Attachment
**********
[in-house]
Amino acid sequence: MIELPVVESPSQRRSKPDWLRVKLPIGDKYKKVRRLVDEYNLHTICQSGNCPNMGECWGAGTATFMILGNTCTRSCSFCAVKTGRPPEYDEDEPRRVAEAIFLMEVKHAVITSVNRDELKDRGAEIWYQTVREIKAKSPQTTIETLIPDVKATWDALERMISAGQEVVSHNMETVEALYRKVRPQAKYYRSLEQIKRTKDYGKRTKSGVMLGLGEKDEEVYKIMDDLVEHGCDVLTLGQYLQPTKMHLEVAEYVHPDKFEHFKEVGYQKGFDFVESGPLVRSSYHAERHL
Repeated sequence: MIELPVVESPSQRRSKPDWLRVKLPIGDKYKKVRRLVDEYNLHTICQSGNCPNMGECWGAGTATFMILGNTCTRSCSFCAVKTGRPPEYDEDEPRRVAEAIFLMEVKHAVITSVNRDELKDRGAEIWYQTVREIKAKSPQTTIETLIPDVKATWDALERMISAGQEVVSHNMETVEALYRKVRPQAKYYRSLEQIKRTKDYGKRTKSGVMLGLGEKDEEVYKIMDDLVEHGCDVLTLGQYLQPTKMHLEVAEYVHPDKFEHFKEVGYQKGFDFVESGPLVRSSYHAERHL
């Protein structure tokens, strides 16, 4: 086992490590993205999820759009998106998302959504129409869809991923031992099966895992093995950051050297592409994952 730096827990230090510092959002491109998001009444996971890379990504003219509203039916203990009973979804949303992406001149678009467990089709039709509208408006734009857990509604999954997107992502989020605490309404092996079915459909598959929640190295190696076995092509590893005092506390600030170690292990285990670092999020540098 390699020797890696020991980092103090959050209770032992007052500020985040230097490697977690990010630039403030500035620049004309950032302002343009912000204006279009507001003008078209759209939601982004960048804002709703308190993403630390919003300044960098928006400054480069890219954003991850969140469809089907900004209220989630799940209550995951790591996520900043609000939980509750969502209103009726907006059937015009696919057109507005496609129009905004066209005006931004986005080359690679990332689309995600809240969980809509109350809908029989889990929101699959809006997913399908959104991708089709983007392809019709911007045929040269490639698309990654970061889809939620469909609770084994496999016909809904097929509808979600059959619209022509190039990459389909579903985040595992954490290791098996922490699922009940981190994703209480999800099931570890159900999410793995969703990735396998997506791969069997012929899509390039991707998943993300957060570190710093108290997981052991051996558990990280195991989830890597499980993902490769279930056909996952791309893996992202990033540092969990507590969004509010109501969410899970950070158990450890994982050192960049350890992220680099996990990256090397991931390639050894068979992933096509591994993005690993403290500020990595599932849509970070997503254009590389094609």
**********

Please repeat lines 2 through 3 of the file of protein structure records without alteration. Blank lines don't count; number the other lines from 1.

Amino acid sequence: MIELPVVESPSQRRSKPDWLRVKLPIGDKYKKVRRLVDEYNLHTICQSGNCPNMGECWGAGTATFMILGNTCTRSCSFCAVKTGRPPEYDEDEPRRVAEAIFLMEVKHAVITSVNRDELKDRGAEIWYQTVREIKAKSPQTTIETLIPDVKATWDALERMISAGQEVVSHNMETVEALYRKVRPQAKYYRSLEQIKRTKDYGKRTKSGVMLGLGEKDEEVYKIMDDLVEHGCDVLTLGQYLQPTKMHLEVAEYVHPDKFEHFKEVGYQKGFDFVESGPLVRSSYHAERHL
Repeated sequence: MIELPVVESPSQRRSKPDWLRVKLPIGDKYKKVRRLVDEYNLHTICQSGNCPNMGECWGAGTATFMILGNTCTRSCSFCAVKTGRPPEYDEDEPRRVAEAIFLMEVKHAVITSVNRDELKDRGAEIWYQTVREIKAKSPQTTIETLIPDVKATWDALERMISAGQEVVSHNMETVEALYRKVRPQAKYYRSLEQIKRTKDYGKRTKSGVMLGLGEKDEEVYKIMDDLVEHGCDVLTLGQYLQPTKMHLEVAEYVHPDKFEHFKEVGYQKGFDFVESGPLVRSSYHAERHL